The natural tendency of theorists to position themselves in one of two camps – the conservative and the progressive – too often distorts the analysis they give of what the possibilities are for society. My argument here is that the direction in which the concept of democracy, on analysis, prescriptively points us lies between these positions, though closer to the progressive than the conservative pole. That is not intended to be a parti pris point; it is where the argument leads. My own initial starting point is at the progressive pole, but the argument has drawn me at least one step from there by compelling recognition both of the practical and some needed limitations on government – though not of the kind that libertarians (and let there be an emphatic distinction between ‘libertarianism’ and ‘liberalism’) would most like to see in their advocacy of ‘small government’ and their belief that society is a market in which the mechanisms of ‘pricing’, whether in economic or social terms, will effect adjustments. The progressive impulse in the inclusivist tendency of democracy finds the human cost, which is to say the moral cost, of an unrestricted market-centred view too high, and will not rest content with it: it demands that the strength of collective power be used where no individual or sectional power is enough to mitigate artificial disadvantages imposed on fellow-citizens, or to address any consequent human suffering when it occurs and however it arises.
In practice much of this is conceded by states which see themselves as democracies. These states see themselves as democracies because they have multiple competing political parties, hold periodic elections by secret ballot to constitute representative government, see peaceful and orderly changes of government as a consequence, have a significant degree of accountability in their institutions, uphold the rule of law, do not have only state-controlled media, and respect the civil liberties of the populace. The states of Europe and North America, together with Australia, New Zealand, Japan, and some others, fill this bill. This is a recent phenomenon in historical terms, and it is a great advance over preceding circumstances – only think of the absolute monarchies, the oligarchies, the disenfranchisement of great majorities of people by those in possession of the various means of power, until the process to remedy this began less than three centuries ago.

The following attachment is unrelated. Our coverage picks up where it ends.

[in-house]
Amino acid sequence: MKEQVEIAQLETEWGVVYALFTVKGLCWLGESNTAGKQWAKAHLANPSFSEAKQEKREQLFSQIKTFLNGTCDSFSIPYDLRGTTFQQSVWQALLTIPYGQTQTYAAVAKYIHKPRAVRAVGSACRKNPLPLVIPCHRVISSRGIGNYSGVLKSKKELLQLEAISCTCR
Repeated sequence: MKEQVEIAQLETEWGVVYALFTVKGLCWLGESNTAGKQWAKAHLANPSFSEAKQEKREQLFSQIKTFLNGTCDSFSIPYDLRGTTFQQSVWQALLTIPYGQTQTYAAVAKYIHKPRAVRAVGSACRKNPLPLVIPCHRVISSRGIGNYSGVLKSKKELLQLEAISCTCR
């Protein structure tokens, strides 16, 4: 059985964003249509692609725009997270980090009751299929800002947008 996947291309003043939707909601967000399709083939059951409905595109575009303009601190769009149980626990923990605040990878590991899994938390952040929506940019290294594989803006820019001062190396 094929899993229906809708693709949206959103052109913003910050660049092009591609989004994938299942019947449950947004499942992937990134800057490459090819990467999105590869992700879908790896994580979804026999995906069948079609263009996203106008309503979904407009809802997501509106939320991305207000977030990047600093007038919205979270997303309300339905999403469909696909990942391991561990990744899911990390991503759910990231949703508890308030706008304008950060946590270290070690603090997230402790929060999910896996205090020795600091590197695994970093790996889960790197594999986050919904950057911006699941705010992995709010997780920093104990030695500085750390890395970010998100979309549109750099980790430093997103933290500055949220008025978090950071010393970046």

But even these states fall short of what the concept of democracy fully entails. Political partisans capture governments as a matter of accepted course, the separate powers of government lie in unseparated hands, the democratic demand for inclusivity is insufficiently met, inequality in the distribution of wealth and social goods is persistently far too great, the conditions for full participation – reliable information, genuinely representative electoral systems, institutional safeguards on probity of performance of servants of the state (including elected representatives) – are not satisfied or are indeed actually violated, and the system falls short in realization of the full extent of rights that democracy by its nature defines. While this is so, the major democracies of the advanced world can only be regarded as, at best, partial democracies.
I think everyone who considers the matter knows this. Some aspects of what democracy demands are partially met in these partial democracies, a tacit recognition of the justice of those demands. What our century needs to see everywhere is constitutional reform aimed at bringing democracy fully into operation at last, and capable of remaining apt for the continuing processes of reform that time and changing circumstances will always require. This is because democracy is about people: the people – all the people – to whom both state and society belong and for whom they exist.
-  Han Fei, Han Feizi (2003).
-  ‘Perfectibilism’ (the possibility of achieving perfection) was part of the great Enlightenment debate in which it was contrasted with ‘meliorism’ (the more modest possibility of improving things).
-  Libertarianism is about maximizing licence for individual and corporate activity to pursue selfidentified interests. Liberalism is about valorizing civil liberties while correlatively respecting moral demands for a humane and inclusive society. To put the point tendentiously: the distinction lies in competing construals of ‘liberty’. In one view it means licence, including in practical terms the licence to ignore the rights of others in advancing one’s own interests; in the other it means a right that others possess too and must be respected in all.